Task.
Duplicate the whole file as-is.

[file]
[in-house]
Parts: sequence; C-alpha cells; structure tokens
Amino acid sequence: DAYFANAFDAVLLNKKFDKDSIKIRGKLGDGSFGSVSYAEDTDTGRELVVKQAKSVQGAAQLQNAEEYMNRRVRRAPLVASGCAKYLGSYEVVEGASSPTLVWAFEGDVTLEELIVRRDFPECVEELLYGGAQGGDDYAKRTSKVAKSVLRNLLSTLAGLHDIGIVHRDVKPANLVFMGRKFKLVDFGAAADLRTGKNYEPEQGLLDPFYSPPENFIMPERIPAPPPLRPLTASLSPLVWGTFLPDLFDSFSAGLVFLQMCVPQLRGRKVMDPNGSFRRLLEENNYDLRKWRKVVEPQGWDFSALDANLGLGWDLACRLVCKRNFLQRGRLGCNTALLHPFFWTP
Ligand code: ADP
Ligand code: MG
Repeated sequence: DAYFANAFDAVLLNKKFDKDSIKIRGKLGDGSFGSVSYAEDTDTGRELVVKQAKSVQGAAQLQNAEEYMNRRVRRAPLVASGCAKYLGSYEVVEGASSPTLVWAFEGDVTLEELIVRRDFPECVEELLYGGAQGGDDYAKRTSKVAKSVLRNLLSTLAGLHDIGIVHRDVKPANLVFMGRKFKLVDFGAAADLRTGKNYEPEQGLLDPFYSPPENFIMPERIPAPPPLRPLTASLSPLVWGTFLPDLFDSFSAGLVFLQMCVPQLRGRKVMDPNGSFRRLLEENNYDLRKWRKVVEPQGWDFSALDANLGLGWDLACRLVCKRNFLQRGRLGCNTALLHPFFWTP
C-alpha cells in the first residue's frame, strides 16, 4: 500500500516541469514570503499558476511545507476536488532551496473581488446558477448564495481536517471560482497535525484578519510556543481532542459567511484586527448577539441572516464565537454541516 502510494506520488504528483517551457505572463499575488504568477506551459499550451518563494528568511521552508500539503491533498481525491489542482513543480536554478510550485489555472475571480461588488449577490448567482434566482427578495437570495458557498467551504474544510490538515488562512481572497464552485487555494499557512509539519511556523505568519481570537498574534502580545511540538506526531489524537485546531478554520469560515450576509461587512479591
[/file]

[in-house]
Parts: sequence; C-alpha cells; structure tokens
Amino acid sequence: DAYFANAFDAVLLNKKFDKDSIKIRGKLGDGSFGSVSYAEDTDTGRELVVKQAKSVQGAAQLQNAEEYMNRRVRRAPLVASGCAKYLGSYEVVEGASSPTLVWAFEGDVTLEELIVRRDFPECVEELLYGGAQGGDDYAKRTSKVAKSVLRNLLSTLAGLHDIGIVHRDVKPANLVFMGRKFKLVDFGAAADLRTGKNYEPEQGLLDPFYSPPENFIMPERIPAPPPLRPLTASLSPLVWGTFLPDLFDSFSAGLVFLQMCVPQLRGRKVMDPNGSFRRLLEENNYDLRKWRKVVEPQGWDFSALDANLGLGWDLACRLVCKRNFLQRGRLGCNTALLHPFFWTP
Ligand code: ADP
Ligand code: MG
Repeated sequence: DAYFANAFDAVLLNKKFDKDSIKIRGKLGDGSFGSVSYAEDTDTGRELVVKQAKSVQGAAQLQNAEEYMNRRVRRAPLVASGCAKYLGSYEVVEGASSPTLVWAFEGDVTLEELIVRRDFPECVEELLYGGAQGGDDYAKRTSKVAKSVLRNLLSTLAGLHDIGIVHRDVKPANLVFMGRKFKLVDFGAAADLRTGKNYEPEQGLLDPFYSPPENFIMPERIPAPPPLRPLTASLSPLVWGTFLPDLFDSFSAGLVFLQMCVPQLRGRKVMDPNGSFRRLLEENNYDLRKWRKVVEPQGWDFSALDANLGLGWDLACRLVCKRNFLQRGRLGCNTALLHPFFWTP
C-alpha cells in the first residue's frame, strides 16, 4: 500500500516541469514570503499558476511545507476536488532551496473581488446558477448564495481536517471560482497535525484578519510556543481532542459567511484586527448577539441572516464565537454541516 502510494506520488504528483517551457505572463499575488504568477506551459499550451518563494528568511521552508500539503491533498481525491489542482513543480536554478510550485489555472475571480461588488449577490448567482434566482427578495437570495458557498467551504474544510490538515488562512481572497464552485487555494499557512509539519511556523505568519481570537498574534502580545511540538506526531489524537485546531478554520469560515450576509461587512479591